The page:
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CBRM women caring during COVID-19

Members of 100 Women Who Care CBRM presented the North Sydney Food Bank Society with cheques totalling more than $10,000 during their last in-person at Casino Nova Scotia in Sydney on March 3. From left are 100 Women Who Care CBRM members Rose Westbury, Paulette McKenna, Margie Moore, Eileen McIntyre and co-founder Deana Lloy, along with Lawrence Shebib, John Oram and Karen Oram of the North Sydney Food Bank Society, as well as Shelley Bennett Trifos, Shelley Lund, Irene Carroll and Pat Foley of 100 Women Who Care CBRM. Contributed
Members of 100 Women Who Care CBRM presented the North Sydney Food Bank Society with cheques totalling more than $10,000 during their last in-person at Casino Nova Scotia in Sydney on March 3. From left are 100 Women Who Care CBRM members Rose Westbury, Paulette McKenna, Margie Moore, Eileen McIntyre and co-founder Deana Lloy, along with Lawrence Shebib, John Oram and Karen Oram of the North Sydney Food Bank Society, as well as Shelley Bennett Trifos, Shelley Lund, Irene Carroll and Pat Foley of 100 Women Who Care CBRM. Contributed
SYDNEY, N.S. —

A group of local women is proving it’s still possible to care through COVID.

On Dec. 1, 100 Women Who Care CBRM will vote on which local charity will receive their latest cheque for more than $10,000.

Shelley Bennett Trifos, one of the core team members, said they wondered how the global pandemic would reduce the number of women who could contribute the $100 each person contributes. However, the past two meetings have topped 110 members.

“That was a concern of ours — that our numbers might be down because of people’s inability to give right now. Perhaps business is down for them, or they might not be working, or working as much as they typically are. But, amazingly, we’ve stuck with it — they’re making it a priority.”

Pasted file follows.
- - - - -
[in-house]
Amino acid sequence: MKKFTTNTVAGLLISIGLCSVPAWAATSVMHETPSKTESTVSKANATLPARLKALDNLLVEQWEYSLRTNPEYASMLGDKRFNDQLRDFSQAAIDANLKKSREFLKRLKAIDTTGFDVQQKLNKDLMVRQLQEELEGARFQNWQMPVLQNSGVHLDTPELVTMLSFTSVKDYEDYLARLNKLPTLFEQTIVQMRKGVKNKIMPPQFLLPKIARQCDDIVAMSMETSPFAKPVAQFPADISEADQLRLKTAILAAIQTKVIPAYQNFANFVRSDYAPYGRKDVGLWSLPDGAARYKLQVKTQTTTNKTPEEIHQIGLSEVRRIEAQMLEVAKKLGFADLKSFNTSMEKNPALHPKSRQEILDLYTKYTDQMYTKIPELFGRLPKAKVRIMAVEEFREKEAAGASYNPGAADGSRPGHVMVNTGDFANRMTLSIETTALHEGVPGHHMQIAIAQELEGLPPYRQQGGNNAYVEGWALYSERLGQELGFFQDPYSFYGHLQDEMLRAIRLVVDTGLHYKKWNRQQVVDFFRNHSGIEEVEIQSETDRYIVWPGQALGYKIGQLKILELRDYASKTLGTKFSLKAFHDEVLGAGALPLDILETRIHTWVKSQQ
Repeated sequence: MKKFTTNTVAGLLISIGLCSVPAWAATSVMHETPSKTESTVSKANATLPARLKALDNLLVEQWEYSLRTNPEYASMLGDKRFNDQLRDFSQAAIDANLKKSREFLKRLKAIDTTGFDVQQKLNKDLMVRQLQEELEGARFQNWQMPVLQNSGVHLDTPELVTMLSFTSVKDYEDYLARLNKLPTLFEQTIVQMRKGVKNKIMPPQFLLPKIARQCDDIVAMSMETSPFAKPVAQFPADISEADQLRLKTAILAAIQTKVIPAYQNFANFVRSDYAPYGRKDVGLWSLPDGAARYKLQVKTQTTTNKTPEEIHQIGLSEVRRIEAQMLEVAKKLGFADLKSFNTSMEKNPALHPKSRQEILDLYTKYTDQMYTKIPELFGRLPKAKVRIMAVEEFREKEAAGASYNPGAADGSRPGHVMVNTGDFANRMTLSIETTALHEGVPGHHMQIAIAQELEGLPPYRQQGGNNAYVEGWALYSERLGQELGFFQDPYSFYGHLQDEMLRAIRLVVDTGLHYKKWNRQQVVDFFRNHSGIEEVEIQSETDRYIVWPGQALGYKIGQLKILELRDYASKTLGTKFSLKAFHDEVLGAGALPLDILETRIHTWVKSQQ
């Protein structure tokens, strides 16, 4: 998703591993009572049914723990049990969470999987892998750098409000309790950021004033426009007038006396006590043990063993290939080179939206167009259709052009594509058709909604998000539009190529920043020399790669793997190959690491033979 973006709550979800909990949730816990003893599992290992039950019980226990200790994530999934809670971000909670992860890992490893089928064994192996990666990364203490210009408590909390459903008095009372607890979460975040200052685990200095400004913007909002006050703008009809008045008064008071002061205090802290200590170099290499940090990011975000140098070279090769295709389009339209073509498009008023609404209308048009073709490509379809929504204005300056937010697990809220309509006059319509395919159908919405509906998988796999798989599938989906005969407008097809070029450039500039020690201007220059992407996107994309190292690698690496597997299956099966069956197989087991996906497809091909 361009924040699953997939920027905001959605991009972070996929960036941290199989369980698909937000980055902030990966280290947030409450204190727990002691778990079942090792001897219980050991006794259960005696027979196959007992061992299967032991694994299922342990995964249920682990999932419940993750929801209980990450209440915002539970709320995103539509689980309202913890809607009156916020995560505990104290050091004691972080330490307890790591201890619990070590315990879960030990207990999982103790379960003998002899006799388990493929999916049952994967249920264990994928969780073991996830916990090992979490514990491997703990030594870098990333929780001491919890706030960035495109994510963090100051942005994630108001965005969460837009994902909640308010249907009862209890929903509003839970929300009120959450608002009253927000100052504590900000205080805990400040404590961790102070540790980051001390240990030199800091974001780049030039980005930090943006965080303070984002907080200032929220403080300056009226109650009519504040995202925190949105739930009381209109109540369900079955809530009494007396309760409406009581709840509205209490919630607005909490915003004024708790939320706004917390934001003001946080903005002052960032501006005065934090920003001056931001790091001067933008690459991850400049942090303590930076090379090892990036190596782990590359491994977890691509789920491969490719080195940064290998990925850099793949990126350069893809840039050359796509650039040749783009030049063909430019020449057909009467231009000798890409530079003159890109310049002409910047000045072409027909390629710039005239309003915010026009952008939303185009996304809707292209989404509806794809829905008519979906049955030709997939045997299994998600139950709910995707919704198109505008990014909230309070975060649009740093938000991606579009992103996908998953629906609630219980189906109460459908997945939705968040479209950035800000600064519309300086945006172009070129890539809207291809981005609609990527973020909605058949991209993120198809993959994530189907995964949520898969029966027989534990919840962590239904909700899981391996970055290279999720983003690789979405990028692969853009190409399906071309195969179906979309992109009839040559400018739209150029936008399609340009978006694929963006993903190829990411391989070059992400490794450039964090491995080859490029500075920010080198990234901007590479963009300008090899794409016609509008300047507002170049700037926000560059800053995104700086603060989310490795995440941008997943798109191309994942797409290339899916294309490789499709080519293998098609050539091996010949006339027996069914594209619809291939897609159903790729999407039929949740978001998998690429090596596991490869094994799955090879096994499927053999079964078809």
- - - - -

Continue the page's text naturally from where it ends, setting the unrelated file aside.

Bennett Trifos said she believes one reason why so many 100 Women Who Care CBRM contributors have continued to participate during COVID-19 is because they recognize their donations are now more important than ever.

“We’re in a time of struggle right now with the pandemic upon us and many charitable organizations have been unable to hold their major fundraisers. So, they’re short on funds, they’re short on supplies, they’re short on resources, and that impacts our community desperately — they need us now to step up.”

While the pandemic has prevented in-person meetings, as well as the pre-pitch networking sessions, Bennett Trifos said the result is ultimately the same, with a worthy community charity receiving a much-needed financial boost.

“The component that’s missing is the ability for a group of like-minded women to gather together in a really good, positive energy in the spirit of giving — it’s a giving circle — and we can’t gather together in a giving circle right now. But I think what has come through in all of this is the women who are involved in this group are in it for the right reasons. They’re in it to make a difference, and just because we can’t gather and have out networking session prior to the pitches, we’re still able to gather together virtually, pool our resources and make a significant impact donation. It just reinforces the fact that there’s certainly power in numbers. As individuals we can make a difference; as a group we can make a big difference.”

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